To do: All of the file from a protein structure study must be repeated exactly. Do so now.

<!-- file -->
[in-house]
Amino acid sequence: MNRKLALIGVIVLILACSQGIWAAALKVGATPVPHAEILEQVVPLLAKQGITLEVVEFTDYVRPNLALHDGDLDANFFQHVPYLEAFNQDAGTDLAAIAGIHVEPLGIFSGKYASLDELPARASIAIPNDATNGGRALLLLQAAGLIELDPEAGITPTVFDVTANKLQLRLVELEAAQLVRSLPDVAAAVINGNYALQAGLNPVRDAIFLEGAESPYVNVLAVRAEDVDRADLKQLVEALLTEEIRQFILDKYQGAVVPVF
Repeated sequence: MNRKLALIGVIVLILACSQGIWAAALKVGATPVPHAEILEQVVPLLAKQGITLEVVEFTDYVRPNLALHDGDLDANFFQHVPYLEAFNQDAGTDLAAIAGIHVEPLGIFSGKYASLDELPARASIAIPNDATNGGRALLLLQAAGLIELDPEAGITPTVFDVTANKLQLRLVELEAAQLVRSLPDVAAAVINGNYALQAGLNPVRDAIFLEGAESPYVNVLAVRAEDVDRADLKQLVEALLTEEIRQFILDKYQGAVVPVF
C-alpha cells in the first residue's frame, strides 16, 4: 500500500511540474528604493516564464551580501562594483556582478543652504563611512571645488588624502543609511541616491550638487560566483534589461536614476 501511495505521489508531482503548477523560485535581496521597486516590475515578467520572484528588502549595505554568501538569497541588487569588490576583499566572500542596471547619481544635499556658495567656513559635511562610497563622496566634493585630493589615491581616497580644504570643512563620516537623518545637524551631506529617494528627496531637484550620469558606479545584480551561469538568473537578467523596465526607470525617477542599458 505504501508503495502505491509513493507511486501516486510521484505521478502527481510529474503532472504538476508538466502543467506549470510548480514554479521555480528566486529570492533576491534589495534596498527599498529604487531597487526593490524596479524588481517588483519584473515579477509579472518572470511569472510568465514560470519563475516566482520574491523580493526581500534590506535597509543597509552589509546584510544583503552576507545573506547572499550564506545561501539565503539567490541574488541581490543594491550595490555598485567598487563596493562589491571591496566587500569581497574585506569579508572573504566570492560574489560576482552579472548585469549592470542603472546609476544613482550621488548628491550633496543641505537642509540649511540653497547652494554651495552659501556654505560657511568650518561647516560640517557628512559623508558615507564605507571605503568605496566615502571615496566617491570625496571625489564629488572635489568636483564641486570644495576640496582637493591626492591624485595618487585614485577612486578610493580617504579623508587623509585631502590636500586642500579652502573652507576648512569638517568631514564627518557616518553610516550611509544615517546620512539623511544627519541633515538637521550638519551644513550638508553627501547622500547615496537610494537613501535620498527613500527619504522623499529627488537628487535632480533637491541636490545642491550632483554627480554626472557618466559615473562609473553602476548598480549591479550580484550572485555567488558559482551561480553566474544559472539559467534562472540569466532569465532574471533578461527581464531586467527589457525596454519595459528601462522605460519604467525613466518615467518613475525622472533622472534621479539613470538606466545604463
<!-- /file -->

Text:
[in-house]
Amino acid sequence: MNRKLALIGVIVLILACSQGIWAAALKVGATPVPHAEILEQVVPLLAKQGITLEVVEFTDYVRPNLALHDGDLDANFFQHVPYLEAFNQDAGTDLAAIAGIHVEPLGIFSGKYASLDELPARASIAIPNDATNGGRALLLLQAAGLIELDPEAGITPTVFDVTANKLQLRLVELEAAQLVRSLPDVAAAVINGNYALQAGLNPVRDAIFLEGAESPYVNVLAVRAEDVDRADLKQLVEALLTEEIRQFILDKYQGAVVPVF
Repeated sequence: MNRKLALIGVIVLILACSQGIWAAALKVGATPVPHAEILEQVVPLLAKQGITLEVVEFTDYVRPNLALHDGDLDANFFQHVPYLEAFNQDAGTDLAAIAGIHVEPLGIFSGKYASLDELPARASIAIPNDATNGGRALLLLQAAGLIELDPEAGITPTVFDVTANKLQLRLVELEAAQLVRSLPDVAAAVINGNYALQAGLNPVRDAIFLEGAESPYVNVLAVRAEDVDRADLKQLVEALLTEEIRQFILDKYQGAVVPVF
C-alpha cells in the first residue's frame, strides 16, 4: 500500500511540474528604493516564464551580501562594483556582478543652504563611512571645488588624502543609511541616491550638487560566483534589461536614476 501511495505521489508531482503548477523560485535581496521597486516590475515578467520572484528588502549595505554568501538569497541588487569588490576583499566572500542596471547619481544635499556658495567656513559635511562610497563622496566634493585630493589615491581616497580644504570643512563620516537623518545637524551631506529617494528627496531637484550620469558606479545584480551561469538568473537578467523596465526607470525617477542599458 505504501508503495502505491509513493507511486501516486510521484505521478502527481510529474503532472504538476508538466502543467506549470510548480514554479521555480528566486529570492533576491534589495534596498527599498529604487531597487526593490524596479524588481517588483519584473515579477509579472518572470511569472510568465514560470519563475516566482520574491523580493526581500534590506535597509543597509552589509546584510544583503552576507545573506547572499550564506545561501539565503539567490541574488541581490543594491550595490555598485567598487563596493562589491571591496566587500569581497574585506569579508572573504566570492560574489560576482552579472548585469549592470542603472546609476544613482550621488548628491550633496543641505537642509540649511540653497547652494554651495552659501556654505560657511568650518561647516560640517557628512559623508558615507564605507571605503568605496566615502571615496566617491570625496571625489564629488572635489568636483564641486570644495576640496582637493591626492591624485595618487585614485577612486578610493580617504579623508587623509585631502590636500586642500579652502573652507576648512569638517568631514564627518557616518553610516550611509544615517546620512539623511544627519541633515538637521550638519551644513550638508553627501547622500547615496537610494537613501535620498527613500527619504522623499529627488537628487535632480533637491541636490545642491550632483554627480554626472557618466559615473562609473553602476548598480549591479550580484550572485555567488558559482551561480553566474544559472539559467534562472540569466532569465532574471533578461527581464531586467527589457525596454519595459528601462522605460519604467525613466518615467518613475525622472533622472534621479539613470538606466545604463